Lower Sproul Plaza renovation may be completed in one phase

Kevin Foote/Staff

As the Lower Sproul Plaza renovation project is set to enter into a phase which will determine its minute elements, committee members have also been considering a decision to potentially minimize the project’s total construction time.

Recently, committees within the  project have begun discussions to consolidate the two-phase project into a single phase. The decision would affect future considerations in determining surge space for the roughly 150 student groups that will be displaced as a result of the project.

Renovation of the plaza was sparked by the passage of the B.E.A.R.S. Initiative in the spring 2010 ASUC General Election. The initiative outlined goals to improve the sustainability, safety and energy efficiency of the plaza, as well as create a more aesthetically pleasing space and an area for multicultural groups.

The original text of the initiative indicated that the project would be completed in two separate phases. The first phase includes demolishing Eshleman Hall. The second phase includes renovating the Martin Luther King Jr. Student Union as well as parts of the Cesar Chavez Student Center. There are also plans to update the plaza and add a rain garden on the west side of Cesar Chavez, according to Jonathan Poullard, assistant vice chancellor for student affairs and dean of students.

The project is governed by two committees, the Lower Sproul work group and the program committee. The work group is composed of faculty, staff, students and outside consultants, including contractors and the architect firm designing the project. The work group then funnels information and recommendations to the program committee — co-chaired by Vice Chancellor for Student Affairs Harry Le Grande and Vice Provost of Teaching, Learning Academic Planning and Facilities Catherine Koshland — which serves as the final decision maker in how the project moves forward.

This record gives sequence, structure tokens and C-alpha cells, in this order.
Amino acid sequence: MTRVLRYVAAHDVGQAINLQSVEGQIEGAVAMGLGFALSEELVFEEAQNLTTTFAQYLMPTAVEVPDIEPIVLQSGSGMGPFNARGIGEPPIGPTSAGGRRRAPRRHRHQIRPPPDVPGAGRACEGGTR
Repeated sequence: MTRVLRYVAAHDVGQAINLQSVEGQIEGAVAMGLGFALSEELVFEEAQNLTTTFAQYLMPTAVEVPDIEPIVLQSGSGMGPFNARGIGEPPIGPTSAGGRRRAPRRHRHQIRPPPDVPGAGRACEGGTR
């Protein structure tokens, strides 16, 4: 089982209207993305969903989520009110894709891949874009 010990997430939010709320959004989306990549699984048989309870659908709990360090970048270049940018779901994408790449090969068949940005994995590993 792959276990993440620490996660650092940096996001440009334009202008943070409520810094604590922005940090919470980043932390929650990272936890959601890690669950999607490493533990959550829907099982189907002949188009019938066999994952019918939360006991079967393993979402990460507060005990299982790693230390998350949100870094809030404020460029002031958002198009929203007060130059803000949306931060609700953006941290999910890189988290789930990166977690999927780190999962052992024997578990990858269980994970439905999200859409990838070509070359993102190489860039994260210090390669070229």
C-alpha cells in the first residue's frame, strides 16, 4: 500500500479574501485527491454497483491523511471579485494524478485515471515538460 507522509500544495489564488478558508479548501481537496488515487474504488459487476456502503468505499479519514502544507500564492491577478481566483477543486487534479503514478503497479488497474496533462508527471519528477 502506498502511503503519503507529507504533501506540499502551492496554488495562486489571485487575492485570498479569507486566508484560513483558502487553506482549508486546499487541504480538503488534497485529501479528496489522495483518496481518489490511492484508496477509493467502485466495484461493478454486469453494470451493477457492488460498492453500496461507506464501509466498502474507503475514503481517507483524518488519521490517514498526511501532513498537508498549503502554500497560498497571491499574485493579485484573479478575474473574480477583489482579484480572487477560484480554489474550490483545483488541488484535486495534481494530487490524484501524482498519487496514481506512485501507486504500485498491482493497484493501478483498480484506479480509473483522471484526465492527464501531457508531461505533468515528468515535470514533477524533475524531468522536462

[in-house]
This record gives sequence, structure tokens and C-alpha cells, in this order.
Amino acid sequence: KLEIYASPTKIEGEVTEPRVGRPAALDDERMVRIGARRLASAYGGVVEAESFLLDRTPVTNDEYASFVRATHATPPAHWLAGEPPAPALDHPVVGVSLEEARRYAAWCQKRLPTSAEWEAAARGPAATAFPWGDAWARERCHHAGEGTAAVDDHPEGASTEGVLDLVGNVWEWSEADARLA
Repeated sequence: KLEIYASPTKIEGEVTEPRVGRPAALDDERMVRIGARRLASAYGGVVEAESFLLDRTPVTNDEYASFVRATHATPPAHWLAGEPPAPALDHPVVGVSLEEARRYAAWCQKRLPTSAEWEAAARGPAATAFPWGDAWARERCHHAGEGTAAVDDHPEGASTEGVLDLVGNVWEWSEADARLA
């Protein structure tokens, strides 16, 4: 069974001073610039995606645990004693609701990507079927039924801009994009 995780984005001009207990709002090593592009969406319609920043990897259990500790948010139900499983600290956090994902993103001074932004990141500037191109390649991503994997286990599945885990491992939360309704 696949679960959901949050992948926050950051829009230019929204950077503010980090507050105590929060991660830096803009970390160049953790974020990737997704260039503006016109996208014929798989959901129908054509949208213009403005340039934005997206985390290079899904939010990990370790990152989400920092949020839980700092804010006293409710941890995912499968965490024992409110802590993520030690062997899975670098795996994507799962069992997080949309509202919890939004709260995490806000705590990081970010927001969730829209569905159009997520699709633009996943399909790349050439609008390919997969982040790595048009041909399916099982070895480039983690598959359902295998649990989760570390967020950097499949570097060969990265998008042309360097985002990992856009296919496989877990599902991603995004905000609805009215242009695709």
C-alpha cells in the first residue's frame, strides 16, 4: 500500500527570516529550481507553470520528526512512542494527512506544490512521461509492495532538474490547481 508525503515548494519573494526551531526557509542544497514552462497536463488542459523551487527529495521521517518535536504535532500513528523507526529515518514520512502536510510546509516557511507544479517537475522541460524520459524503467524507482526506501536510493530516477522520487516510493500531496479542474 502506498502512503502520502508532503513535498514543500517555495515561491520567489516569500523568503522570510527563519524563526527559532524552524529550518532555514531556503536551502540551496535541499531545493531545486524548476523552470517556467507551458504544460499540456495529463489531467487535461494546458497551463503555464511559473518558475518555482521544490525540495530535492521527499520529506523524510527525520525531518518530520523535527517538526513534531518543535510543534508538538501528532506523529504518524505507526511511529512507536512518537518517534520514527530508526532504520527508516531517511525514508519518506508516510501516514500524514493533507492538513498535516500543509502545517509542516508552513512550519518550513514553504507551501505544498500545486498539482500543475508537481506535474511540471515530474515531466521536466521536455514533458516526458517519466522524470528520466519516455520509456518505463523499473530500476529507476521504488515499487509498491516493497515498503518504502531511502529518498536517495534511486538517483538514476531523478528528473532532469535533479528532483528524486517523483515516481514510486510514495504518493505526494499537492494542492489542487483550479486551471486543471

The total budget of the project is estimated at about $223 million, of which UC Berkeley Chancellor Robert Birgeneau has committed to campus contributions of up to $99 million to fund the project. The remainder will be provided by student fees beginning in the 2010-11 fiscal year and ending in the 2051-52 fiscal year, as approved by UC President Mark Yudof in July 2010.

“My goal is that for every step of the process there is student input, especially because students are footing most of the bill,” said Graduate Assembly President Bahar Navab. “It’s a project for the students, by the students.”

Currently, the committees are completing the schematic design phase of the project and will move on to the design development stage of the project upon approval of the project budget and design by the UC Board of Regents in November, according to Poullard.

The design development stage of the project focuses on specific details of the design, such as fixtures, lighting and windows within the buildings.

According to ASUC President Vishalli Loomba, deciding the number of phases in the project will determine which physical locations for surge space will be used for displaced student organizations.

Outgoing ASUC Auxiliary Director Nadesan Permaul said in an email that there may be complexities in consolidating construction phases in that the fee schedule and cash flow with the revised construction schedule would have to be reconciled. However, he added that he was “confident” that the university would make a careful analysis before potentially revising the schedule.

The next program committee meeting is scheduled for Monday, and a vote on the phasing of the project will be contingent on whether enough information about each option has been presented, according to Navab.

Loomba said that at this point a single phase seems to be the best option because more students can reap the benefits of the renovation and because a bid on the construction of the plaza will likely not experience the inflation in construction costs that may be present in a bid for the second phase.

“We want to make sure we’re exploring every possible option when it comes to phasing,” she said. “It has a huge implication on the process, so we want to make sure we choose the right approach.”

Victoria Pardini covers development and capital projects.